The following article was taken from the Delaware County Daily Times on Thursday, September 14, 1989. Editor’s Note— This column originally ran on Tuesday, September 12. But due to some technical omissions, we are rerunning it in its entirety.
By Leonard A. Sloane.
Shortly before the legislature recessed for the summer, Sen. F. Joseph Loeper (R-Del) took the lead in crafting an automobile insurance reform package that delivers to consumers guaranteed mandated savings, while still protecting the basic Constitutional rights of access to the courts for innocent victims of automobile accidents. The measure received an overwhelming majority vote from both parties. To speed its ultimate passage, Sen. Loeper, the state Senate majority leader, led the move to amend the plan into House Bill 121.
In the process, Sen. Loeper and his colleagues from both parties in the Senate rejected another automobile insurance proposal, the so-called “Casey/Freind plan”. The principal premium relief in that measure was only available to policy holders who would give up access to the courts when injured by a reckless driver. In essence, those who cause accidents – including virtually all drunk drivers — would benefit at the expense of good drivers and accident victims.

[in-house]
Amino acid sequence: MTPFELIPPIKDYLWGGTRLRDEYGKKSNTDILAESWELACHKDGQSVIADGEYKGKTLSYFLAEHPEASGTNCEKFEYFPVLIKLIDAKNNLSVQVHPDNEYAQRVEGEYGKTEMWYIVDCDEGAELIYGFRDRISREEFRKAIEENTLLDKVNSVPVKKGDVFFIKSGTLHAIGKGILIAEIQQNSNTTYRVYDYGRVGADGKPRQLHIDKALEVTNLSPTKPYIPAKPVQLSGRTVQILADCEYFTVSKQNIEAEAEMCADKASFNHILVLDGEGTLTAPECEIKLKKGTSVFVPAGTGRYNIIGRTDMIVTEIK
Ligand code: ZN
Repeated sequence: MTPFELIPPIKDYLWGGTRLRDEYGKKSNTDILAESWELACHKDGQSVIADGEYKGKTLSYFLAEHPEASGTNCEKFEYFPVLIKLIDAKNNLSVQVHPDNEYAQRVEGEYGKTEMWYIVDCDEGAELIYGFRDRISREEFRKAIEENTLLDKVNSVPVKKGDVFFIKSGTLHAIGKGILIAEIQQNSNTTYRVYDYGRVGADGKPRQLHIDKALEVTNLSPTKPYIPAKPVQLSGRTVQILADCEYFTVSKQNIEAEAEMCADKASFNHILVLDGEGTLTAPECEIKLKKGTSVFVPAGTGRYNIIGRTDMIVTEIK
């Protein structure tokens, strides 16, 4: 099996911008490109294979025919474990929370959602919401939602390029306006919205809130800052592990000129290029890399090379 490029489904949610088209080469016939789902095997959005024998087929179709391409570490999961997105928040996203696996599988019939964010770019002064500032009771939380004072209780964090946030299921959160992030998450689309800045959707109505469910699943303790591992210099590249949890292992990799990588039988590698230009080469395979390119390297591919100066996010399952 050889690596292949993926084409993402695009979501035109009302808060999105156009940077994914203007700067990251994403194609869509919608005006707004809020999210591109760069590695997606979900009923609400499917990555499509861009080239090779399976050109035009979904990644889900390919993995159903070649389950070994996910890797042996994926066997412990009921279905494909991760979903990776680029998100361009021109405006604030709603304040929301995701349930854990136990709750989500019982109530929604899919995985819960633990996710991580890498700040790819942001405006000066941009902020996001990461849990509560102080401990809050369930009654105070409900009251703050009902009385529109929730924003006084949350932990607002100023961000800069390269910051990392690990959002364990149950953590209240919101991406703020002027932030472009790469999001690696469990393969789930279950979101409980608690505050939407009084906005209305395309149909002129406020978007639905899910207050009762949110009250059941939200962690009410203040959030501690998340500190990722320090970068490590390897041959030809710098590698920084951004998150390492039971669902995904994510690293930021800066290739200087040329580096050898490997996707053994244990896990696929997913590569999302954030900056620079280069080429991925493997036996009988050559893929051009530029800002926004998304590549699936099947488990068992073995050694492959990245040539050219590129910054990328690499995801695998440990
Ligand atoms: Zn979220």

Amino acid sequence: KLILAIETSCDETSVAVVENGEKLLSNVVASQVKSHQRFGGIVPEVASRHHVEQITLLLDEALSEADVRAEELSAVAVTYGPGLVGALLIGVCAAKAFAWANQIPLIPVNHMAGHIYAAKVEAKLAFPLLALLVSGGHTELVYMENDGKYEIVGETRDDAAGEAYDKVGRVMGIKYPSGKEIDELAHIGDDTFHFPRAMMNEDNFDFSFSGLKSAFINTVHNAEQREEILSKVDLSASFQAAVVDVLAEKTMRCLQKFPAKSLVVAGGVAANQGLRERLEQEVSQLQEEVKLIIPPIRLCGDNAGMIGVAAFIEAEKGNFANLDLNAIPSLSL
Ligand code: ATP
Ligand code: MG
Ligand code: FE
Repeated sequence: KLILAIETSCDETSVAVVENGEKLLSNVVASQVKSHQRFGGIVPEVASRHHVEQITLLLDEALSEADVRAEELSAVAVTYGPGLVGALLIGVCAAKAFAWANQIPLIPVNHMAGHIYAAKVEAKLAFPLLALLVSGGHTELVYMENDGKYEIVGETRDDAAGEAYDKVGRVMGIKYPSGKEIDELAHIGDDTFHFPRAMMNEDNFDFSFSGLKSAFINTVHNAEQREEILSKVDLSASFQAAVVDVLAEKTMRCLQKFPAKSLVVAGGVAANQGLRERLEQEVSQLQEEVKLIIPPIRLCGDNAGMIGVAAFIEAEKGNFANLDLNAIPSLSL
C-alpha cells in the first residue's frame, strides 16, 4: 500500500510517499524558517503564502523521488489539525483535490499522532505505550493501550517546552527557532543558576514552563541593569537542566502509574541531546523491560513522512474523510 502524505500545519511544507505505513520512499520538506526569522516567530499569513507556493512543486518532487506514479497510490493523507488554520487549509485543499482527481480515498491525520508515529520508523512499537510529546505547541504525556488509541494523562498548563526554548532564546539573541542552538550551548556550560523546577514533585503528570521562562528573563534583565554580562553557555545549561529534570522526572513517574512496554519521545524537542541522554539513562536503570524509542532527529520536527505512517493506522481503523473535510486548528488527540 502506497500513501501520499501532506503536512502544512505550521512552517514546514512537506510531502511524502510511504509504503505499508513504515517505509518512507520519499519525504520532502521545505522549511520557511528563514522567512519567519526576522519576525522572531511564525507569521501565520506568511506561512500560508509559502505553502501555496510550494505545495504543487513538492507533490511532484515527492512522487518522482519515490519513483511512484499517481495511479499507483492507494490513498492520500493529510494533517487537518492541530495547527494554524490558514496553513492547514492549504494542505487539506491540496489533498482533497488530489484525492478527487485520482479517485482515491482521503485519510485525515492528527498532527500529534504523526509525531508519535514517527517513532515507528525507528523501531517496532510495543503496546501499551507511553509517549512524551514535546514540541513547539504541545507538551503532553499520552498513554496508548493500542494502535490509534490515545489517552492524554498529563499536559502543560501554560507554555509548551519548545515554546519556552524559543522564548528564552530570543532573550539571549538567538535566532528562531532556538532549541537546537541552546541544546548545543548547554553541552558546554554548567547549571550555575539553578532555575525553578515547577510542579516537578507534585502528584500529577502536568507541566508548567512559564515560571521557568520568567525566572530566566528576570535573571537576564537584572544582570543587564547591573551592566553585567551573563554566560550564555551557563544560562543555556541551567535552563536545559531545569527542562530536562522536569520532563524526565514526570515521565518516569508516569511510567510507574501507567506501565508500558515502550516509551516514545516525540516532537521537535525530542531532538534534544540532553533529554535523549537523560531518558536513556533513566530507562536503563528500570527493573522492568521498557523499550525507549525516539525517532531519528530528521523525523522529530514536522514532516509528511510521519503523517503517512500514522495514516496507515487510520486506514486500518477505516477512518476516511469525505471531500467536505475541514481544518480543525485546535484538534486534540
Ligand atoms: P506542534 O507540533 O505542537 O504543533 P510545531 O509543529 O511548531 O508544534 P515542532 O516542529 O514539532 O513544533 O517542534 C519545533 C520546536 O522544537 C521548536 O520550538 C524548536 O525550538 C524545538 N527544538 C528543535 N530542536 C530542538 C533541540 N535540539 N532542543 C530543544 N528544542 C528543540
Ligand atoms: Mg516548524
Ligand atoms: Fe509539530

The Casey/Freind plan also would have inaugurated an unconstitutional “means” test – a kind of archaic caste system for Pennsylvanians. The poor would be forced to sell their rights to hold those who cause injuries responsible in a court of law – in return for a lower premium. Meanwhile, the rich could continue to buy those rights. This right to pursue a just claim is the only real leverage average people have to get fair treatment and fair compensation from insurance companies. Not just for personal injury claims, but also for property damage.
For those who would opt to retain the right of access to the courts under the Casey/Freind plan, little savings would be realized. More likely, costs would increase.
Rep. Stephen Freind (R-Del) has mounted a publicity campaign over the past few months questioning the motives of the GOP-controlled Senate and the Pennsylvania Trial Lawyers Association (PaTLA). Instead of debating the merits of the different proposals, Mr. Freind is trying to make his case on the superficial assertion of trial-lawyer self-interest.
The facts tell another story. Any auto insurance reform will adversely affect the pocketbooks of all trial lawyers. Yet, because we understand the political reality which demands change to reduce auto insurance rates – we have chosen not to take the easy way out by championing the status quo which our members would clearly prefer.
What Mr. Freind neglects in his rhetoric is to say that trial lawyers have an absolute coincidence of interest with our very large, important and otherwise unrepresented constituency – thousands of Pennsylvania consumers who are injured in automobile collisions, victims whose lives have been altered by reckless, drunk and uninsured drivers. We represent not only current victims, but also those who will become victims in the future and will want and need access to the courts.